Age int NOT NULL,
    Gender nvarchar(10) NOT NULL,
    ChangeDate datetime NOT NULL
)


Step 2: Create a new class in your application that represents the data being tracked.

This step involves creating a class that represents the data being tracked. The class should contain properties for each field in the main table. Below is an example of the C# code for the class:

public class Person
{
    public int Id { get; set; }
    public string Name { get; set; }
    public int Age { get; set; }
    public string Gender { get; set; }
}


Step 3: Use Entity Framework 6 to map the class to the main table in the database.

This step involves using Entity Framework 6 to map the Person class to the MainTable in the database. Below is an example of the C# code for the mapping:

public class MyContext : DbContext
{
    public DbSet<Person> Persons { get; set; }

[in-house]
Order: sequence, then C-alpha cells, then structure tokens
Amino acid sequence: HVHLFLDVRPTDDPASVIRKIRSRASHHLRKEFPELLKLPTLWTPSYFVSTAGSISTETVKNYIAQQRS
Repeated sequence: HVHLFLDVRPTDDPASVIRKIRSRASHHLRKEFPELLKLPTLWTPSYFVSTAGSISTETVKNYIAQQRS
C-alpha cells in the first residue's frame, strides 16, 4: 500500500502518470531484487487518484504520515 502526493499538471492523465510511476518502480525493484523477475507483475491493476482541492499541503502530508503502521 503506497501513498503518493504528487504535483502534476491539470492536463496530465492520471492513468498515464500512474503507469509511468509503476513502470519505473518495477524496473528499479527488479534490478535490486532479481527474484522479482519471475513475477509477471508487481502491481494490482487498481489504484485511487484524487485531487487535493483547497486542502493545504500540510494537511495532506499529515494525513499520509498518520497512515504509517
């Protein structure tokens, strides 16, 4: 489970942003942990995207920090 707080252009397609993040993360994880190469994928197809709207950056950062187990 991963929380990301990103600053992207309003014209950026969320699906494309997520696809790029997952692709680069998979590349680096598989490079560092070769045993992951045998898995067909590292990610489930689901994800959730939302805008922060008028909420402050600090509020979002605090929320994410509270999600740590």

protected override void OnModelCreating(DbModelBuilder modelBuilder)
    {
        modelBuilder.Entity<Person>()
            .ToTable("MainTable");
    }
}


Step 4: Add a trigger to the main table that will insert a new record into the history table each time a change is made to the data.

This step involves creating a trigger on the MainTable that will insert a new record into the HistoryTable each time a change is made to the data. Below is an example of the SQL code for the trigger:

CREATE TRIGGER MainTable_Audit
ON MainTable
FOR INSERT, UPDATE, DELETEASBEGINDECLARE @Id intSELECT @Id = Id FROM inserted

    IF EXISTS(SELECT * FROM deleted)
    BEGININSERT INTO HistoryTable(Id, MainTableId, Name, Age, Gender, ChangeDate)
        SELECT Id, @Id, Name, Age, Gender, GETDATE() FROM deleted
    END

    IF EXISTS(SELECT * FROM inserted)
    BEGININSERT INTO HistoryTable(Id, MainTableId, Name, Age, Gender, ChangeDate)
        SELECT Id, @Id, Name, Age, Gender, GETDATE() FROM inserted